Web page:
source={TARGET} gap={0:00} dur={3:00} /
    stations = all other antennas     ! NOTE THE LACK OF jodrell1 
    source={PHASE-CALIBRATOR} gap={0:30} dur={1:30} /

stations = jodrell1, all other antennas ! Continue with the full array
In this way, the Lovell Telescope (Jodrell1) will not observe every other scan on the phase calibrator. Instead it will keep observing the target source.


Required calibrator sources

A regular VLBI observation requires to observe different calibrator sources in order to properly calibrate the data. Depending on the science and observational case, multiple strategies and sources may be desired. In a general case, we require to observe:

  • At least two scans during the observation on a very bright and compact source (fringe-finder). These data will be used to clock search the full observation (synchronize the data from all antennas in time), and they can be used during the data reduction to perform the bandpass correction and the single-band delay calibration (see our EVN Data Reduction Guide and EVN Tutorials for further information). This source does not require to be near your target source (although nearer would imply less slewing time for the antennas when moving from one source to another). But all antennas must be observing some of the fringe-finder scans.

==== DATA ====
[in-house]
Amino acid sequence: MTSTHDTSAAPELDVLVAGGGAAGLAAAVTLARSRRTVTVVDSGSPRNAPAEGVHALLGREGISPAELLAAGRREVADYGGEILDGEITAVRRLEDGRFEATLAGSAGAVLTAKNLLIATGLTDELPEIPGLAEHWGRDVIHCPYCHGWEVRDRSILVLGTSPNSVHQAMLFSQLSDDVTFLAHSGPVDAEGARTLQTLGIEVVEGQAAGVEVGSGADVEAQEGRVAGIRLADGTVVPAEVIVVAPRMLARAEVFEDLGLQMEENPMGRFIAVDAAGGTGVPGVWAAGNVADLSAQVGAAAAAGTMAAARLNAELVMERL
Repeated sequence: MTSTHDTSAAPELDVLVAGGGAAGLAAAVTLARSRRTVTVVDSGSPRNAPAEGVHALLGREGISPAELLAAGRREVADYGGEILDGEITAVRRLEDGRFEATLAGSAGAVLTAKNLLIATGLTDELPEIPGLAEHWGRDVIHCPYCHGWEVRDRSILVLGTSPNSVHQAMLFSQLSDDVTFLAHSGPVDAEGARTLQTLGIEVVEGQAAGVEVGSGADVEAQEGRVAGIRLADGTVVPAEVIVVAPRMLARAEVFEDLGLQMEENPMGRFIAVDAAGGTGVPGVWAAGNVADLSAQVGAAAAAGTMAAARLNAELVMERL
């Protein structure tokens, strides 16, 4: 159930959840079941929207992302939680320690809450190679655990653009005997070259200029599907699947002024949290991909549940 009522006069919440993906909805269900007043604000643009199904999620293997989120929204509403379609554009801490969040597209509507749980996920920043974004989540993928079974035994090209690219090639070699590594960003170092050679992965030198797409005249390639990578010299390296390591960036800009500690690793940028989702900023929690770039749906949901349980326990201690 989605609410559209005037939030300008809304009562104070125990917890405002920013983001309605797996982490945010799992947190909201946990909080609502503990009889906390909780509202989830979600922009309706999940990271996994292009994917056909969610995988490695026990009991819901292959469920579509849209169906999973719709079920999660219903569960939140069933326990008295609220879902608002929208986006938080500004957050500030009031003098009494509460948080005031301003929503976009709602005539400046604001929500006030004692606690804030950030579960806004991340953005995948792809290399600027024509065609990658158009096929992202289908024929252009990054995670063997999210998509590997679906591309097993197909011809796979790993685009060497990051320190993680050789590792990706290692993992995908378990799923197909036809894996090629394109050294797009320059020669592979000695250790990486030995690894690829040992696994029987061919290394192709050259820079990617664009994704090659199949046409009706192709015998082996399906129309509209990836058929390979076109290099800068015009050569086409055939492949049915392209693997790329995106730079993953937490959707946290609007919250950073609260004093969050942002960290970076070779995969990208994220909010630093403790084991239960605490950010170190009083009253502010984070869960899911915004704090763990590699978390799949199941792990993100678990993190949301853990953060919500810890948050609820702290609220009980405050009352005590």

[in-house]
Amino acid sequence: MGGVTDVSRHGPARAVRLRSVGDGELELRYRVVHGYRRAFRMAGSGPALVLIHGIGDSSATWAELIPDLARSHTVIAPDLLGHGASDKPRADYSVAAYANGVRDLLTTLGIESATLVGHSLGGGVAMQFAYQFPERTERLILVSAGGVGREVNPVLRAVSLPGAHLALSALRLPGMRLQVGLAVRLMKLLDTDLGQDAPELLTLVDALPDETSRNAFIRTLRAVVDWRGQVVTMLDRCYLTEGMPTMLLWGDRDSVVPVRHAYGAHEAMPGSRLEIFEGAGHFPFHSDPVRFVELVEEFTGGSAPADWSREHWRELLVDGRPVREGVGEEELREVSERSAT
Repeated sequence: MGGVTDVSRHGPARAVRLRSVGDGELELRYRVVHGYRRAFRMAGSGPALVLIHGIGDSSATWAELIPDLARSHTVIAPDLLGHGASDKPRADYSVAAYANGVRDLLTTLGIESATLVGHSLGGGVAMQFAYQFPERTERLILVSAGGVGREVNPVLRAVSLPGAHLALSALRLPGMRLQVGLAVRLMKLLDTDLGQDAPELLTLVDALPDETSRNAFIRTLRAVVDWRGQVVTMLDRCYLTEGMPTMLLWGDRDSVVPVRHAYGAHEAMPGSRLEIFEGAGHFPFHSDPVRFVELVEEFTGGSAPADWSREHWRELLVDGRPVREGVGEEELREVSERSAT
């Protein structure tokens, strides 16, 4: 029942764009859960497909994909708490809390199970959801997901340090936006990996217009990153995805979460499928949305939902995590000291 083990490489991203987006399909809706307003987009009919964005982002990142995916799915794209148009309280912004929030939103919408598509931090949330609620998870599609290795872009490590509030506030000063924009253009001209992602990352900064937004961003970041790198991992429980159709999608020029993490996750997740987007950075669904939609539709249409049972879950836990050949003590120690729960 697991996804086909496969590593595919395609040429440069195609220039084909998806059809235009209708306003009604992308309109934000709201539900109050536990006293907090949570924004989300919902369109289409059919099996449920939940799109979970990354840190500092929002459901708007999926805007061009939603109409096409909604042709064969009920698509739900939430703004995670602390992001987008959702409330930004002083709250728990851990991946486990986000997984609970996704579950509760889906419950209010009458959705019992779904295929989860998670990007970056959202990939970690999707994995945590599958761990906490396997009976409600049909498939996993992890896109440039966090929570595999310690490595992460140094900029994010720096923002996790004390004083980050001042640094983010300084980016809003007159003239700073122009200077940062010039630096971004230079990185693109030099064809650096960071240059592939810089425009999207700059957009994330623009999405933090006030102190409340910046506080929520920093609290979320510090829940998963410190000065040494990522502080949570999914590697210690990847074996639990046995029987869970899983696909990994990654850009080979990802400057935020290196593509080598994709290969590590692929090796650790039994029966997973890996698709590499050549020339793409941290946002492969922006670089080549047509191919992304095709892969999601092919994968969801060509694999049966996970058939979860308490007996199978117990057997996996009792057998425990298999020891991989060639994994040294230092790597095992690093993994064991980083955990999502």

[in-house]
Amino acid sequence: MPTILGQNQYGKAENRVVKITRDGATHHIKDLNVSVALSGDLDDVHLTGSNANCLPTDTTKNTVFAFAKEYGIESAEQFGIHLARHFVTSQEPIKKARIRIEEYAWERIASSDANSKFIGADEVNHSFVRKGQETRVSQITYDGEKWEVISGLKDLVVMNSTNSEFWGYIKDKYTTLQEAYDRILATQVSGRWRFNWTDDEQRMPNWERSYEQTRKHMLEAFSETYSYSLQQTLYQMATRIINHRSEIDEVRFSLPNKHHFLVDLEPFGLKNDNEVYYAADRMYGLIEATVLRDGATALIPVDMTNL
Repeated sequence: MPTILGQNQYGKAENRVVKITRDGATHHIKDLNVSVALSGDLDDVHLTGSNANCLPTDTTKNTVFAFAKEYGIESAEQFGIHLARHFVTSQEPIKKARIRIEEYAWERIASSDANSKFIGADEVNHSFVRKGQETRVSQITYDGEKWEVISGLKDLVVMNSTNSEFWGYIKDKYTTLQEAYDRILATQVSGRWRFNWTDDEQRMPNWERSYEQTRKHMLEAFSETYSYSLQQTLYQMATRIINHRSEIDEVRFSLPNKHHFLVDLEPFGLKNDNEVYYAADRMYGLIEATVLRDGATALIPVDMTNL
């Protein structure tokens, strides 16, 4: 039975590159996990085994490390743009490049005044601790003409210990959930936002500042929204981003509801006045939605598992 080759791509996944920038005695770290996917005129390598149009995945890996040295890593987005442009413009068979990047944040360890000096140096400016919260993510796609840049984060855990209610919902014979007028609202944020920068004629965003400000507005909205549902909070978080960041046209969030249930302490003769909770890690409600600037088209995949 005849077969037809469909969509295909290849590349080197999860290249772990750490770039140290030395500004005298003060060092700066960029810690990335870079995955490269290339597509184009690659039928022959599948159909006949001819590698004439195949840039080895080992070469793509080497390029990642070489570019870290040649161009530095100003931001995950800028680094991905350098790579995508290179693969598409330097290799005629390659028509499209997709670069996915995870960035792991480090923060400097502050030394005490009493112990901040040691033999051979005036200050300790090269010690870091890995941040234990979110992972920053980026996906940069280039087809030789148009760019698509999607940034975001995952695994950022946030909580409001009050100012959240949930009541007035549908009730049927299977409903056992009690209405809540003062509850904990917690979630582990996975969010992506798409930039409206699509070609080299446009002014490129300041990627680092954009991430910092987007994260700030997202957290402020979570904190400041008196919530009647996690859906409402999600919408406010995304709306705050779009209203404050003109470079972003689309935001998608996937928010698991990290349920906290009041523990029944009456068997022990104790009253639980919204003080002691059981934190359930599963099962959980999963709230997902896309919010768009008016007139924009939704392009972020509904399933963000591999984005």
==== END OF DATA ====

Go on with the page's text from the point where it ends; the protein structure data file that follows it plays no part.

• Phase-referencing calibrator source. Unless the target is very bright, compact, and no absolute astrometry information is required from the data, the target source must be observed following a phase-referencing strategy (see sections above). A nearby calibrator source needs to be observed regularly in order to properly calibrate the data and transfer these solutions to the target source data. You can see our section on calibrator selection to pick a good calibrator source.
  • If polarization information is required from the observation, a polarization calibrator is required to be observed. See the section above on polarization observations for further details.